His son, D. J. Strawberry was a star shooting guard for the Maryland Terrapins basketball program from 2004 to 2007. He was drafted by the Phoenix Suns with the 59th selection in the 2007 NBA Draft.

He currently does occasional commentary for the Mets on SportsNet New York.

He was mentioned in a Fairly Oddparents episode entitled "Fairly Odd Baby" Cosmo has weird cravings eating Timmy's baseball cards and commented "By the way, Darryl Strawberry doesn't taste like strawberry."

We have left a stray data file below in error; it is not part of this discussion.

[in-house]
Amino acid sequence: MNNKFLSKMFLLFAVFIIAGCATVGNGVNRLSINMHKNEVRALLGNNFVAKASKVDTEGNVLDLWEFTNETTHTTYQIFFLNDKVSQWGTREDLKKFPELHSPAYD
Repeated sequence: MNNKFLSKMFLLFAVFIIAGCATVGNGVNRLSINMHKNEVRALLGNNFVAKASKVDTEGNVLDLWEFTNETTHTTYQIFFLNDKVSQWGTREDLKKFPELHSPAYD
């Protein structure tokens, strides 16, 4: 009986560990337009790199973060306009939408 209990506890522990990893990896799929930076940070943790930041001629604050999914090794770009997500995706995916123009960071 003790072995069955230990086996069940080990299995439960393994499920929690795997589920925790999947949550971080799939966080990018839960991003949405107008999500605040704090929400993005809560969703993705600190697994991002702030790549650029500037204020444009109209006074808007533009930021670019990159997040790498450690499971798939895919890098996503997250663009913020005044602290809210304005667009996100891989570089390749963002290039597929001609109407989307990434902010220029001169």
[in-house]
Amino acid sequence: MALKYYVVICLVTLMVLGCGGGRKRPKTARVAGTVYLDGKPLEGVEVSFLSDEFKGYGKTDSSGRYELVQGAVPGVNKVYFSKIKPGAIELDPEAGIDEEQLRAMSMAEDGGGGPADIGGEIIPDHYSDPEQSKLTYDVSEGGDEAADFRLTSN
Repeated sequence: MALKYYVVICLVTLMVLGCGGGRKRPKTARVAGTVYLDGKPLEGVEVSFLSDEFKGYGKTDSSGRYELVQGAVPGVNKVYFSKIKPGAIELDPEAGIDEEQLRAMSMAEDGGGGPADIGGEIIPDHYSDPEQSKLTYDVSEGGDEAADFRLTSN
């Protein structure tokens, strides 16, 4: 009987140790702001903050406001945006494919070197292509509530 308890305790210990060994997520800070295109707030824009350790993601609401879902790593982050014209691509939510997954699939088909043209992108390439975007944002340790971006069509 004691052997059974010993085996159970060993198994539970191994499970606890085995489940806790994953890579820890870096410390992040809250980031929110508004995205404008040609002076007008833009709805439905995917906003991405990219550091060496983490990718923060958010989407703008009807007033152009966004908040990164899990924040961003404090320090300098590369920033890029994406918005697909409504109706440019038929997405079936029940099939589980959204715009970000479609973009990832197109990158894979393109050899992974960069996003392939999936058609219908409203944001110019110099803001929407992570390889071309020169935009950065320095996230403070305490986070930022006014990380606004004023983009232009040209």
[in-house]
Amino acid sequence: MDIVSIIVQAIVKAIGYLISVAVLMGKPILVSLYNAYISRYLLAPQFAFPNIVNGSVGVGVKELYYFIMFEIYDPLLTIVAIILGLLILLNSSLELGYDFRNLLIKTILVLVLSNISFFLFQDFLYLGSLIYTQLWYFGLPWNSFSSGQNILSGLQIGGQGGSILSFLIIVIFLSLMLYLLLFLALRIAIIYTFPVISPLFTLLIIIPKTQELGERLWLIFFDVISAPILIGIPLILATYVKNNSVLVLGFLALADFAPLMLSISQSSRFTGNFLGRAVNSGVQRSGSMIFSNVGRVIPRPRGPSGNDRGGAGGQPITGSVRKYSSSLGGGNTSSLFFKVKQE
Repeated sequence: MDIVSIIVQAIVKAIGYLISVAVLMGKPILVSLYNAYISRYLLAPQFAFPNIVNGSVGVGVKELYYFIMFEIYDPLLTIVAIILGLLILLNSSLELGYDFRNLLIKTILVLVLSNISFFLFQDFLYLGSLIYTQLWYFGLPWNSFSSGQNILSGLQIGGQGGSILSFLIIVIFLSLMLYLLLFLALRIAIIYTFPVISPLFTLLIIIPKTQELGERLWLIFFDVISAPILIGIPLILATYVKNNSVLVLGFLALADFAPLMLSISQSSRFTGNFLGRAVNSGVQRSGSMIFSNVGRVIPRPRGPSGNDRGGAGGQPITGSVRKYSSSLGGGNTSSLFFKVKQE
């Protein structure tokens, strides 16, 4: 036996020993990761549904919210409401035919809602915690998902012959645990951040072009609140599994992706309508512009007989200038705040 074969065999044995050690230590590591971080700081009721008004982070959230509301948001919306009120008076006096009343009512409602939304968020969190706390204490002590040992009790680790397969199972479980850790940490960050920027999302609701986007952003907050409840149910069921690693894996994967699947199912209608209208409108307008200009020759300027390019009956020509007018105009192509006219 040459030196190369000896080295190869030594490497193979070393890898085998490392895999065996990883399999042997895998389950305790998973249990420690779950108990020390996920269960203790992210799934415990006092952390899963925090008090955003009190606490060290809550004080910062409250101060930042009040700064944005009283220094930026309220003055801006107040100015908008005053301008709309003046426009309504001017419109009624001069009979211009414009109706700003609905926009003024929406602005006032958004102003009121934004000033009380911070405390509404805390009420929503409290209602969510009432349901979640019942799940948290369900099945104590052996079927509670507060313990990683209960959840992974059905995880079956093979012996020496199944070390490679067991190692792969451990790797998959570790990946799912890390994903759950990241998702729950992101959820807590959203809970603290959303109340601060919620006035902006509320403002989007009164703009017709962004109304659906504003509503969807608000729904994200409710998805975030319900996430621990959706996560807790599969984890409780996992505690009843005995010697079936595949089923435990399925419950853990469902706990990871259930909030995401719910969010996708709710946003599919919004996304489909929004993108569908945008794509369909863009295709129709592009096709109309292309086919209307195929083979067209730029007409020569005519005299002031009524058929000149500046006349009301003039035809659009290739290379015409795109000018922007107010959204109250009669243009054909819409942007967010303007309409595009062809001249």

On Friday September 26, 2008 Strawberry was vocal about his experiences with the New York Mets, citing the worst day of his life when he had to leave the Mets, and the best day of his life being the World Series parade.


See alsoEdit

ReferencesEdit

External linksEdit

Awards and achievements
Preceded by:
Al Chambers
First overall pick in the MLB Entry Draft
1980
Succeeded by:
Mike Moore
Preceded by:
Steve Sax
National League Rookie of the Year
1983
Succeeded by:
Dwight Gooden
Preceded by:
Dave Parker
Home Run Derby Champion
1986
Succeeded by:
Andre Dawson
Preceded by:
Andre Dawson
National League Player of the Month
September 1987
Succeeded by:
Bobby Bonilla
Preceded by:
Andre Dawson
National League Home Run Champion
1988
Succeeded by:
Kevin Mitchell